The sacrifices of God are a broken spirit
The window is a perfect square with no pains, just one large glass plate. The ledge starts at my waist and the exposed wood there is broad enough to set down my coffee and Bible, as long as I lay it lengthwise.
Since the window is in the house’s basement, I can look straight out and across the bent blades of grass and the loose leaves, many of which were froze in their wandering last autumn to the places they occupy now sometime. About 75 feet away is a fence row that mark my neighbor’s backyards, and several hundred feet from there are the outlines of their houses, which in the 5 a.m. darkness are yet to come awake with their own squares of light.
This is my favorite part of the morning. Standing there at the window, looking out into the world that will remain still for another 30 minutes or an hour before alarm clocks announce the start of the day. My Bible is usually open to the book of Psalms and when I read it, I’m almost always catching my breath or resting after between sets on the weight bench behind me.
My morning routine is about balancing mind and body, but it’s also about this moment at the window. Experiencing silence and calmness. My mornings were never like this before my heart changed. I seldom spent any real time on myself, and when I did, it didn’t have any sort of spiritual meaning. I’m not sure how I made it through so many years without having moments like this.
In the summer, when the temperatures aren’t hovering around 20 degrees, I can expand these solitary moments to bike rides, hikes or long distance runs. But nothing quite compares to the quiet darkness on a winter’s morning, followed by the sudden rise of the sun and lighting of the world.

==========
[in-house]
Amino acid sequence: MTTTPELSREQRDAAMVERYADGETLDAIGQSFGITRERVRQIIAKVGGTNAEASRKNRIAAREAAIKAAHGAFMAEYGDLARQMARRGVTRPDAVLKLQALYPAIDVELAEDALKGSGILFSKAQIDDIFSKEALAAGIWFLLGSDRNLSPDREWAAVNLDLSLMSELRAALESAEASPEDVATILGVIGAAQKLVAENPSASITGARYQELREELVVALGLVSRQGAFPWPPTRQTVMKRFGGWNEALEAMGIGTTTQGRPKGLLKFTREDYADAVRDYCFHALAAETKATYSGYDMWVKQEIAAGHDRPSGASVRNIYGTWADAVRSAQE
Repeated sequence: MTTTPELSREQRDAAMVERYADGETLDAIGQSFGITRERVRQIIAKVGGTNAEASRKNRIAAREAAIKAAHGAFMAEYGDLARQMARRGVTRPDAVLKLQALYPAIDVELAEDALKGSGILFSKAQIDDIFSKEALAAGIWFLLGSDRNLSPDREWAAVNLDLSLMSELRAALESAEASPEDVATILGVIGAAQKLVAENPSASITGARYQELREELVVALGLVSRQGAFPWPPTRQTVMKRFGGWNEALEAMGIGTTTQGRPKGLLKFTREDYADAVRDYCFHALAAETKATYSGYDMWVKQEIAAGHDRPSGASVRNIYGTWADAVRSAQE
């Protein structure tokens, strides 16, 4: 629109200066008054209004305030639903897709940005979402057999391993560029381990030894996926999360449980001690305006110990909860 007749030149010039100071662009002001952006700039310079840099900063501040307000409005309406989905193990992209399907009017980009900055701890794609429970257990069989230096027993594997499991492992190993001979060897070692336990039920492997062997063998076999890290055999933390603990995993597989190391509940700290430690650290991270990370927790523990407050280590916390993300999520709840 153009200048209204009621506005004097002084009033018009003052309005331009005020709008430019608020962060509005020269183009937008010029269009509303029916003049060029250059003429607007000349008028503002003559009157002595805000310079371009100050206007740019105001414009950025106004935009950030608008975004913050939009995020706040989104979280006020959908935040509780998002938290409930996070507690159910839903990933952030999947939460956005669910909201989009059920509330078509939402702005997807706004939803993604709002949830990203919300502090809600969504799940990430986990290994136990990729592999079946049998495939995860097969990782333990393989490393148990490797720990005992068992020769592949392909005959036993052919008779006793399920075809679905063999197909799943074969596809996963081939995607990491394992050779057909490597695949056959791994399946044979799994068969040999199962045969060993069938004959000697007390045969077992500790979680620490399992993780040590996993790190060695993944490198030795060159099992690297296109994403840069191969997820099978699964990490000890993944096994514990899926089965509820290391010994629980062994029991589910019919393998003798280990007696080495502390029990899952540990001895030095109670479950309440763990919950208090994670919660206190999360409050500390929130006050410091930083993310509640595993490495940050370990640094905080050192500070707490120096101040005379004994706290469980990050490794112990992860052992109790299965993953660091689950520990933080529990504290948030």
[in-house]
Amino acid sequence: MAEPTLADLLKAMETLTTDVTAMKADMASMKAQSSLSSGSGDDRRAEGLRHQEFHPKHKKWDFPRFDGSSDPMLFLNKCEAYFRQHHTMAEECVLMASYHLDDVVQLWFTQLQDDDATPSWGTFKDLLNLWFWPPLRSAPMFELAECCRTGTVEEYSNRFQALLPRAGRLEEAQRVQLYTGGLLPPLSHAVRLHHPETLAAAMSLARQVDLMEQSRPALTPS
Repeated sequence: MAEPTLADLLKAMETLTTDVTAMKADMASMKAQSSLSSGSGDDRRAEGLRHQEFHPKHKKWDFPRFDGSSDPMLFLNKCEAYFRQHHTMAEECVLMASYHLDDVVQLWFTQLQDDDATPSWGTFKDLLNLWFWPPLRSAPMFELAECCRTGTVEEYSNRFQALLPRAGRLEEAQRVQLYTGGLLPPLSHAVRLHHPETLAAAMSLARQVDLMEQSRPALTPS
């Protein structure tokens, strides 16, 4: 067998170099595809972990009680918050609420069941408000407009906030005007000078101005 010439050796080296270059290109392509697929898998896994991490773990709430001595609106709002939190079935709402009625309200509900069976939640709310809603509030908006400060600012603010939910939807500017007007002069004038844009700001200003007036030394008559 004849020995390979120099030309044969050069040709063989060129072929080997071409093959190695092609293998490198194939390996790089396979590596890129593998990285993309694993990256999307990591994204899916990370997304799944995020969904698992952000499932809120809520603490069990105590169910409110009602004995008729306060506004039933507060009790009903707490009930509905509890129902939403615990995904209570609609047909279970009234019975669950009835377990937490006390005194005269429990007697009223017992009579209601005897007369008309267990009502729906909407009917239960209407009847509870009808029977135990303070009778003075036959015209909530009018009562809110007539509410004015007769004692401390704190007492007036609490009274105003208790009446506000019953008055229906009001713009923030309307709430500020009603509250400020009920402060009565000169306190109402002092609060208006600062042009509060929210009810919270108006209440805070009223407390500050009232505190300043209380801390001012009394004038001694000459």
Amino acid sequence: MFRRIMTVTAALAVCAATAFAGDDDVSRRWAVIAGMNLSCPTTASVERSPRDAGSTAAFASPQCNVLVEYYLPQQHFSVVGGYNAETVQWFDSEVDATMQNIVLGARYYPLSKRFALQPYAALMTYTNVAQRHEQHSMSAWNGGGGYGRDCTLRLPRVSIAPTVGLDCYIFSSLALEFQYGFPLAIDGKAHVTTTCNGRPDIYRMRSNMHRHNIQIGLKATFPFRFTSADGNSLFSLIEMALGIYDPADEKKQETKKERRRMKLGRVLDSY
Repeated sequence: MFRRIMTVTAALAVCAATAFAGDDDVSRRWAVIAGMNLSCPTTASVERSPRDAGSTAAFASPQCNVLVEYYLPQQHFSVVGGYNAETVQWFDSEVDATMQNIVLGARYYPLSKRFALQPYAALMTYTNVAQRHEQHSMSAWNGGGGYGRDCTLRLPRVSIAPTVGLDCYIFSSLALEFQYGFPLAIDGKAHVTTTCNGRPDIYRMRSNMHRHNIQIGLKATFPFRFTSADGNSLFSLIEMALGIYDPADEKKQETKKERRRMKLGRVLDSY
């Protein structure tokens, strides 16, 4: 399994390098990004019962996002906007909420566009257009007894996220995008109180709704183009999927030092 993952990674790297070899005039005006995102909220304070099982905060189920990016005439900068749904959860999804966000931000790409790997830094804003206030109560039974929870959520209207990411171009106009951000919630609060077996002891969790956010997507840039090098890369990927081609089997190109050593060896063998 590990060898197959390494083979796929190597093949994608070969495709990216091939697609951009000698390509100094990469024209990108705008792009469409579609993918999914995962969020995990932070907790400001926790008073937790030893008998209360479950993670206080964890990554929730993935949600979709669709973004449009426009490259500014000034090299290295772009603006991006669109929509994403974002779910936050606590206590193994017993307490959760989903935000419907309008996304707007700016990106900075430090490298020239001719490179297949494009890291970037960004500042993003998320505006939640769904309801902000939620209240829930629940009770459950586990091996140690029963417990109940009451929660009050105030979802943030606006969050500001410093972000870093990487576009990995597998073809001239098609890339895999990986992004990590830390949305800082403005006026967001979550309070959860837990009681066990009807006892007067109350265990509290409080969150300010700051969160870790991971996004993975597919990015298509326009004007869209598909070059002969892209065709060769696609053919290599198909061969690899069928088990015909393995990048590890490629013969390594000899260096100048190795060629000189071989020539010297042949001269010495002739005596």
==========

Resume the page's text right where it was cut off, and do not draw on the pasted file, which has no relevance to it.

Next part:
I read Psalms because this hour of the day, though peaceful, seems also to be an hour when someone facing desperate times might be awake praying. I realize you can pray desperately any time, but 4-5 a.m. seems like the hour where someone awake all night pouring their heart out might finally break through to the Lord — might hear from God, and worn out from the rigors of being on their knees all night, are finally able to fall asleep knowing that their prayer – while not yet answered – has at least been heard.
Pslams is, of course, a book from the Old Testament. Written by David, a man after God’s own heart, it’s a collection of raw songs – cries to the Lord, really – that make abrupt shifts from praising and thanking God to asking God to curse enemies and bring death to those who trample his name. When I first began reading it, I naturally started at the beginning. Eventually though, I lost my place, so to avoid re-reading the same material, I started at the back of the book and worked backwards.
Now my Bible always falls open to Psalms 51, which says:
Have mercy on me, O God, because of your unfailing love. Because of your great compassion, blot out the stain of my sins.
Wash me clean from my guilt. Purify me from my sin.
For I recognize my rebellion; it haunts me day and night.
Against you, and you alone, have I sinned; I have done what is evil in your sight. You will be proved right in what you say, and your judgment against me is just.